The hanging basket on the front right side of the greenhouse somehow looked not quite right. The bracket holding it had slightly drooped and was pushed back. Perhaps something had hit it. But upon closer inspection, that “not quite right” had turned into something quite wrong.
As the bracket was pulled into its proper position, it simply pulled out of the greenhouse frame. Or what was left of that portion of the frame, to be precise. And the cause was not dry rot. No, this is pressure-treated wood, it was soggy and what was aiding and abetting the structural failure soon began to scatter by the hundreds, eggs in tow.
Yes, ants with tool belts — carpenter ants — had invaded, exploiting a breach in the greenhouse roof that kept the exposed and unpainted top of one corner post wicking down the rain water in a fashion that would put the most absorbent paper towel to shame. And where there's water and wood, carpenter ants soon are to nest.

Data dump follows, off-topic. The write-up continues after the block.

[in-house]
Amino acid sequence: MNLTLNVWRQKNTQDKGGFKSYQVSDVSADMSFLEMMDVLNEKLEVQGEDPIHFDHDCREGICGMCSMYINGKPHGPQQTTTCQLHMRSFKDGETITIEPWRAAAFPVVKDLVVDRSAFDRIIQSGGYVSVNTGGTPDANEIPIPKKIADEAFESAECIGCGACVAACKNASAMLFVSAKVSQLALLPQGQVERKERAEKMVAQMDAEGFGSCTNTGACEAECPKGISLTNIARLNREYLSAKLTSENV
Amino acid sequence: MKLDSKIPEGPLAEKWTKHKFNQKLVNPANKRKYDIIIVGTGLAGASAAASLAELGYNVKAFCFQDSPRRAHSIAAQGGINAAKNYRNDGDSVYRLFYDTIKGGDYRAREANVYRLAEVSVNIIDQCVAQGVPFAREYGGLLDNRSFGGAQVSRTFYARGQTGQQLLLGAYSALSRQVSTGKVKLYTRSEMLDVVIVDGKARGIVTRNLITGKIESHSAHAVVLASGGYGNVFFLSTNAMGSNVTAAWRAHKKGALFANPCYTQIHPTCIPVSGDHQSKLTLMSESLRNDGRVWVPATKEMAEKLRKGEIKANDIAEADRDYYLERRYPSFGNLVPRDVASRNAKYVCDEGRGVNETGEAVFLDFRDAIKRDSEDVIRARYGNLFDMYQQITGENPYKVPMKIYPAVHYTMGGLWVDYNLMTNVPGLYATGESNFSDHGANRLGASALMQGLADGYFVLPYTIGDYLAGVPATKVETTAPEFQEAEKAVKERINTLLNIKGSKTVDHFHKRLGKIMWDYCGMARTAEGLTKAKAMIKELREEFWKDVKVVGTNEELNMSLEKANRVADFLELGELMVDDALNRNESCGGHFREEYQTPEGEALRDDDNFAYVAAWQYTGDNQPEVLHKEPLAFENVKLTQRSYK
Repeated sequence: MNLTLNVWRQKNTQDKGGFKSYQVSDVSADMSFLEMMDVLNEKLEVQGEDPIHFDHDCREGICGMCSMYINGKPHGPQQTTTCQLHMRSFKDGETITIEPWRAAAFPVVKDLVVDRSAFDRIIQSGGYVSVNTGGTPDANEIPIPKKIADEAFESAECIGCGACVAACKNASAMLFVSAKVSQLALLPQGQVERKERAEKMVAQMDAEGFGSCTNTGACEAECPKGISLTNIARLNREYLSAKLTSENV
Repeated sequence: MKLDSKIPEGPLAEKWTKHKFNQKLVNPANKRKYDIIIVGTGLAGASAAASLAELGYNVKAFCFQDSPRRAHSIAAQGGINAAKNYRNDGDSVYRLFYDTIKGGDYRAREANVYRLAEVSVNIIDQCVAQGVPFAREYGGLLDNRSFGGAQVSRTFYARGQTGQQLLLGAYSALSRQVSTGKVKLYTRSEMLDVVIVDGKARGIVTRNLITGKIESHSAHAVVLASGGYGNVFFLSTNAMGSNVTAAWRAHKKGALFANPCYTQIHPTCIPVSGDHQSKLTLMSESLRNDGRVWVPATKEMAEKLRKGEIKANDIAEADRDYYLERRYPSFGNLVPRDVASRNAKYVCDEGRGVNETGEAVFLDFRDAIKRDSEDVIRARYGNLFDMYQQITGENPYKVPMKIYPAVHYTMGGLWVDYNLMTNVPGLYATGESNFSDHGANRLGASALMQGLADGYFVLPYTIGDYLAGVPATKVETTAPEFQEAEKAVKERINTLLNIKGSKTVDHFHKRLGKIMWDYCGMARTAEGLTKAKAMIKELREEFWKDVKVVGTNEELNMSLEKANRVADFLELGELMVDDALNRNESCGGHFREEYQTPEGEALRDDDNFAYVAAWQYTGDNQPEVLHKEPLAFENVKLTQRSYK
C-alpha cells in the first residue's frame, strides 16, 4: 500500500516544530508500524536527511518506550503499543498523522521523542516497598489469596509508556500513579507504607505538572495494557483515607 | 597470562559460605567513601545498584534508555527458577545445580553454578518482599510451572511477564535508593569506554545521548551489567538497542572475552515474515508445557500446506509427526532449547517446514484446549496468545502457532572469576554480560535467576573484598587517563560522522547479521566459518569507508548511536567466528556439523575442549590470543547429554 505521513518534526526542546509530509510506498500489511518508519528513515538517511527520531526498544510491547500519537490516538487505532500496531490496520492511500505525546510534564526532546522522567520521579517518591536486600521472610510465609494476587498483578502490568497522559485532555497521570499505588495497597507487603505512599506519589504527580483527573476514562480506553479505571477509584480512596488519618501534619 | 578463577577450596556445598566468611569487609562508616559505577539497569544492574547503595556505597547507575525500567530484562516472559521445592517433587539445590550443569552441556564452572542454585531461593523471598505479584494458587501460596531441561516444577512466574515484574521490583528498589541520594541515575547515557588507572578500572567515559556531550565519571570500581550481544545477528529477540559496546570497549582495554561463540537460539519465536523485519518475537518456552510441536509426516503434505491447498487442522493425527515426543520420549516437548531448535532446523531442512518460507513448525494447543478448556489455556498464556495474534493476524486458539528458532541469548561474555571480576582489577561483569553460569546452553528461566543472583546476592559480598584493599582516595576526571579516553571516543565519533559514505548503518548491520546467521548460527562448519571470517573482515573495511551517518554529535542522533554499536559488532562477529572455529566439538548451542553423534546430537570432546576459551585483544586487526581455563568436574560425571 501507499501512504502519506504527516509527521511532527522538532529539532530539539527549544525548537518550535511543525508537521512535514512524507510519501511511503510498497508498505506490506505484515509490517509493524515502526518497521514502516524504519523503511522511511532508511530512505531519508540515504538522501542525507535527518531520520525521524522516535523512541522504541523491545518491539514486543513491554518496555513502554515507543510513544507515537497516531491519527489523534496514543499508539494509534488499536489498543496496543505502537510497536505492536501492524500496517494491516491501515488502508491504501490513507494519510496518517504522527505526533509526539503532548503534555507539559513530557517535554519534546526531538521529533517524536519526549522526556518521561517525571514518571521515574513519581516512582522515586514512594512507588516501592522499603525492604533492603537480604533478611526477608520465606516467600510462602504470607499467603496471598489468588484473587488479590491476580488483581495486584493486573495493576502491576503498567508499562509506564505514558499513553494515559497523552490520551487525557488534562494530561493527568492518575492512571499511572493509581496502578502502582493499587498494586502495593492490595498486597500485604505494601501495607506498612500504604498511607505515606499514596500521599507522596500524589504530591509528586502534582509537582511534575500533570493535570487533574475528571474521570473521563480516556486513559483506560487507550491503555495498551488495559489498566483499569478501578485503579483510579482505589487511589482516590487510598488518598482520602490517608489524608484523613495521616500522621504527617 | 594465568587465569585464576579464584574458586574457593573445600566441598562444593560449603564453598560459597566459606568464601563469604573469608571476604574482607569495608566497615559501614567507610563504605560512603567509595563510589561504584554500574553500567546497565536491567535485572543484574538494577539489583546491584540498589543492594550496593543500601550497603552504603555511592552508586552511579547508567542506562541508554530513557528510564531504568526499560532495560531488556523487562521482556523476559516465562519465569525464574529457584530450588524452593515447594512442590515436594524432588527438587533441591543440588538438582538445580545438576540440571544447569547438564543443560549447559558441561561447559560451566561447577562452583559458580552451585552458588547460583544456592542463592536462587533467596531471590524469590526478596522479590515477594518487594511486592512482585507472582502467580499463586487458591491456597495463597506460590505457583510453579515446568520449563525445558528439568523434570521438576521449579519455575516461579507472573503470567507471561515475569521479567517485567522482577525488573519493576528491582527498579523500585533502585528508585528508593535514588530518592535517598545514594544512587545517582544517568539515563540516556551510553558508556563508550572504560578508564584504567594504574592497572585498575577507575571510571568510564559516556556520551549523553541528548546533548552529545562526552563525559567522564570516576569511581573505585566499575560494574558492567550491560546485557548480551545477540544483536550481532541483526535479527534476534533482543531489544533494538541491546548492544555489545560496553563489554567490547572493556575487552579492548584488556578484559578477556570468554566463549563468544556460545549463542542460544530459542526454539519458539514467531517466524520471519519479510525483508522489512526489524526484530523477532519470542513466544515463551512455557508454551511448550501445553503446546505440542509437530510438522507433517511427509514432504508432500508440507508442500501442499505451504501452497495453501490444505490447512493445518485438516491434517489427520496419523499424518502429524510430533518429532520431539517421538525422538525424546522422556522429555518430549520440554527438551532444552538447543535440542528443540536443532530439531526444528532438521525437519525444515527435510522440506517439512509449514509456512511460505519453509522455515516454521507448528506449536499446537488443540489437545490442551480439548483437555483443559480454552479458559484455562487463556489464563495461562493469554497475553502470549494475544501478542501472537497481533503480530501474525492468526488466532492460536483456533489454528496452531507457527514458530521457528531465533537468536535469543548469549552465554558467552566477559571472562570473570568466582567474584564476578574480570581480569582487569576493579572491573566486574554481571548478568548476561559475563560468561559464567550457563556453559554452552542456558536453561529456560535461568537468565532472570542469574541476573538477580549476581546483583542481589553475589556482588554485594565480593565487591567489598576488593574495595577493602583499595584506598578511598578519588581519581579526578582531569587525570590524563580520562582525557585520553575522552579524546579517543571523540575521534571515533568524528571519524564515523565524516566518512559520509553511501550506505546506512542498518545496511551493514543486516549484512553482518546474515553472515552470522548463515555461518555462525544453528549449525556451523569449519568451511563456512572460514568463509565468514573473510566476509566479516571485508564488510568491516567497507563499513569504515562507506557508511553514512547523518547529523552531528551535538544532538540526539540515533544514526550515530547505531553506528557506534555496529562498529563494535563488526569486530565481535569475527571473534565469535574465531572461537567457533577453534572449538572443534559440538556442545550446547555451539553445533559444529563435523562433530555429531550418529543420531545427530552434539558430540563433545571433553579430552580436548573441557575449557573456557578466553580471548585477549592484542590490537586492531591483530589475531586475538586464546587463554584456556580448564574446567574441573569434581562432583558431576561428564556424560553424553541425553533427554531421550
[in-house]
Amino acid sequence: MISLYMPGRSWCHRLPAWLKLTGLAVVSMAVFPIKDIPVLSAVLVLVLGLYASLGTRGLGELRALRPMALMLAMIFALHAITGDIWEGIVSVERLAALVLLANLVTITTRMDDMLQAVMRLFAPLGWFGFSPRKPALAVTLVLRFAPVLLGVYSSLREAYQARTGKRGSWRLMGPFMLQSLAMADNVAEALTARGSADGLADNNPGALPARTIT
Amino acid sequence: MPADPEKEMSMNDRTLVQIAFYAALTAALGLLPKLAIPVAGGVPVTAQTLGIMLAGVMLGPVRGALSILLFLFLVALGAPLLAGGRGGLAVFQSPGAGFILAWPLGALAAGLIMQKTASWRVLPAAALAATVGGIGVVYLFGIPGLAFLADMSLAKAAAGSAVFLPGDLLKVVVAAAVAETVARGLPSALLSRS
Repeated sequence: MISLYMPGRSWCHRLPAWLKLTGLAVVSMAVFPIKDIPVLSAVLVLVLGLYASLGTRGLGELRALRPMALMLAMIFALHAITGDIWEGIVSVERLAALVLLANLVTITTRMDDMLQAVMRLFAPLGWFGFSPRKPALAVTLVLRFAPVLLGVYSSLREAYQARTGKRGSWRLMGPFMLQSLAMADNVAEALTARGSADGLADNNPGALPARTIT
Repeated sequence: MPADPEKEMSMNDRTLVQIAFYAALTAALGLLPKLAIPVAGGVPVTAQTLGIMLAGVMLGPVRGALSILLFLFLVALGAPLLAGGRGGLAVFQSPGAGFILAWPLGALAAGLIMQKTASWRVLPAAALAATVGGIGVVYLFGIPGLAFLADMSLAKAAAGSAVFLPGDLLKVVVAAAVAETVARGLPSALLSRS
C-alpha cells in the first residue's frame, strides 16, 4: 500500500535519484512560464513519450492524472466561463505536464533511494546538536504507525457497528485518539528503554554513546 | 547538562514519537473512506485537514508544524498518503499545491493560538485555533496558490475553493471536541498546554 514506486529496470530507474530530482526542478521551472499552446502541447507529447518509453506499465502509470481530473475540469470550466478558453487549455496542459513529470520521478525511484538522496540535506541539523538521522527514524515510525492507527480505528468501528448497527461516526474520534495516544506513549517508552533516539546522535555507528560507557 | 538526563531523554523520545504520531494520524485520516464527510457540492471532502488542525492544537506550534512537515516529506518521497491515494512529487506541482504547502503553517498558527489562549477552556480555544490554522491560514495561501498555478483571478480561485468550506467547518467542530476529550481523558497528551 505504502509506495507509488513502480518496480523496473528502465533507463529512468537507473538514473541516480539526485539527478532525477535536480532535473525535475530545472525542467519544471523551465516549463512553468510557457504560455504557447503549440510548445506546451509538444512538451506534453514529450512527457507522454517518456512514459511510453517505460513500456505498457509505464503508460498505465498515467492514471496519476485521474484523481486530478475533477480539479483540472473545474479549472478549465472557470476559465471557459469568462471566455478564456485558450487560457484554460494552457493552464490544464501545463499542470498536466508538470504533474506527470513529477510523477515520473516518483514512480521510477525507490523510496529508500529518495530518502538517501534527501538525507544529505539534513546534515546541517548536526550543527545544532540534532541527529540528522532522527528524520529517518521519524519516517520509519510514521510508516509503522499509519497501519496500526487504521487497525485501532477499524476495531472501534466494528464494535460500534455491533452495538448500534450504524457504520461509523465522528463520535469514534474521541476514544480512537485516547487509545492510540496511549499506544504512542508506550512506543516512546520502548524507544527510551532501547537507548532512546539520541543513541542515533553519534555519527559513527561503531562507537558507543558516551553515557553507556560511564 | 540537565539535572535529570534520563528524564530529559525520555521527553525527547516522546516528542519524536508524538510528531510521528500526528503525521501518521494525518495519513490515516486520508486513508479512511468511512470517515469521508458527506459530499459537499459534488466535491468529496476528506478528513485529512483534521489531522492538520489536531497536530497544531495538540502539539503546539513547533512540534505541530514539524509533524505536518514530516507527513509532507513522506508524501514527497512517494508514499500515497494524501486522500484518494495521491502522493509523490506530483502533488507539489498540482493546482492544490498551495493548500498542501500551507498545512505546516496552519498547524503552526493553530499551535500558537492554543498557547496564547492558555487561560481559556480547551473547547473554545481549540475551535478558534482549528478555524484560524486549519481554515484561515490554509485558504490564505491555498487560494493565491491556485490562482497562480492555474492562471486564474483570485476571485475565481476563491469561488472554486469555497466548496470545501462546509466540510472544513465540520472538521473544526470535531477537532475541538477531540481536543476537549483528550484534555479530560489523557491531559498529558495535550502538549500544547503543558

What's surprising is that pressure-treated lumber is impervious to infestation. Supposedly. The extent of the damage is phenomenal; the corner had to be braced and a safety post installed under one of eight roof joists to prevent collapse. The damage, now isolated, can be safely cut out and replaced.
The roof leak will be fixed and, for added special protection, tar will be applied liberally to the ends of the replacement wood to prevent a wicking repeat. But carpenter ants being carpenter ants, somehow and some way, they'll be back.
— Colin McNickle
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